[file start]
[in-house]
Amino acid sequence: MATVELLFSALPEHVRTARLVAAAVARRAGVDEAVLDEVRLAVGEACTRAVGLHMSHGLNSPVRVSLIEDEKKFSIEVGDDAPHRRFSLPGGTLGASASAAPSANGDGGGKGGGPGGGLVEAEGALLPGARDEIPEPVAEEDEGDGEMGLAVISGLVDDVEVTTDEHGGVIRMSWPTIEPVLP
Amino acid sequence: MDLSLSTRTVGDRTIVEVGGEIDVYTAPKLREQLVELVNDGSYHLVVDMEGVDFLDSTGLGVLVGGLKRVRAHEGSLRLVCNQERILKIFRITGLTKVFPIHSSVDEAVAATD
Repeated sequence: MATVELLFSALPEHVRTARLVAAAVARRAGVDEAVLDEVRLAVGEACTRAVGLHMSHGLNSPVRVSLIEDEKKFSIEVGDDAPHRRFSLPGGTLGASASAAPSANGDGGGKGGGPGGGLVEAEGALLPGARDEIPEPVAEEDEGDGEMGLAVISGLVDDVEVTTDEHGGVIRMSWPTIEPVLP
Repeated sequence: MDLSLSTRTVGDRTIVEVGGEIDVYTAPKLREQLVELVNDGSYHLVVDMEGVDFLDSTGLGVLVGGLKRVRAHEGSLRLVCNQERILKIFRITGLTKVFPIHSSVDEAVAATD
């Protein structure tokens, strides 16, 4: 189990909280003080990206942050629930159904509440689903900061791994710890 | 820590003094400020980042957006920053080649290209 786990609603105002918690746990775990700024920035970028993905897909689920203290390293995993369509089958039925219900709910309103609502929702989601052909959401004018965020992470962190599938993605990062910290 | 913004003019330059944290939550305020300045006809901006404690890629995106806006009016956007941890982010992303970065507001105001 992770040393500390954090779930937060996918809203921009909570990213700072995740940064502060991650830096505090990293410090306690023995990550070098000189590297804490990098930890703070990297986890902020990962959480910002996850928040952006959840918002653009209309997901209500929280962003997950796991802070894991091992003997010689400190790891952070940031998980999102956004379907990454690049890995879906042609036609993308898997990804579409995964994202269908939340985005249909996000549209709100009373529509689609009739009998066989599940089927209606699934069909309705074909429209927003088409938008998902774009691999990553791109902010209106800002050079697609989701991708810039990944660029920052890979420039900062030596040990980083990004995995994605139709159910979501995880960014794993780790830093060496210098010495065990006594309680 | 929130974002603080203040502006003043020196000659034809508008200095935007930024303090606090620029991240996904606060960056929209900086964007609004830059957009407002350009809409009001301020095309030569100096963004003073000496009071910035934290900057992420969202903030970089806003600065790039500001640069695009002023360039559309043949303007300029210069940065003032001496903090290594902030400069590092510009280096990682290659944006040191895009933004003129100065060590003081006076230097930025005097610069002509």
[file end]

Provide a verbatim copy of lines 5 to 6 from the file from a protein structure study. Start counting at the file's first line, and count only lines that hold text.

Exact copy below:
Repeated sequence: MDLSLSTRTVGDRTIVEVGGEIDVYTAPKLREQLVELVNDGSYHLVVDMEGVDFLDSTGLGVLVGGLKRVRAHEGSLRLVCNQERILKIFRITGLTKVFPIHSSVDEAVAATD
């Protein structure tokens, strides 16, 4: 189990909280003080990206942050629930159904509440689903900061791994710890 | 820590003094400020980042957006920053080649290209 786990609603105002918690746990775990700024920035970028993905897909689920203290390293995993369509089958039925219900709910309103609502929702989601052909959401004018965020992470962190599938993605990062910290 | 913004003019330059944290939550305020300045006809901006404690890629995106806006009016956007941890982010992303970065507001105001 992770040393500390954090779930937060996918809203921009909570990213700072995740940064502060991650830096505090990293410090306690023995990550070098000189590297804490990098930890703070990297986890902020990962959480910002996850928040952006959840918002653009209309997901209500929280962003997950796991802070894991091992003997010689400190790891952070940031998980999102956004379907990454690049890995879906042609036609993308898997990804579409995964994202269908939340985005249909996000549209709100009373529509689609009739009998066989599940089927209606699934069909309705074909429209927003088409938008998902774009691999990553791109902010209106800002050079697609989701991708810039990944660029920052890979420039900062030596040990980083990004995995994605139709159910979501995880960014794993780790830093060496210098010495065990006594309680 | 929130974002603080203040502006003043020196000659034809508008200095935007930024303090606090620029991240996904606060960056929209900086964007609004830059957009407002350009809409009001301020095309030569100096963004003073000496009071910035934290900057992420969202903030970089806003600065790039500001640069695009002023360039559309043949303007300029210069940065003032001496903090290594902030400069590092510009280096990682290659944006040191895009933004003129100065060590003081006076230097930025005097610069002509």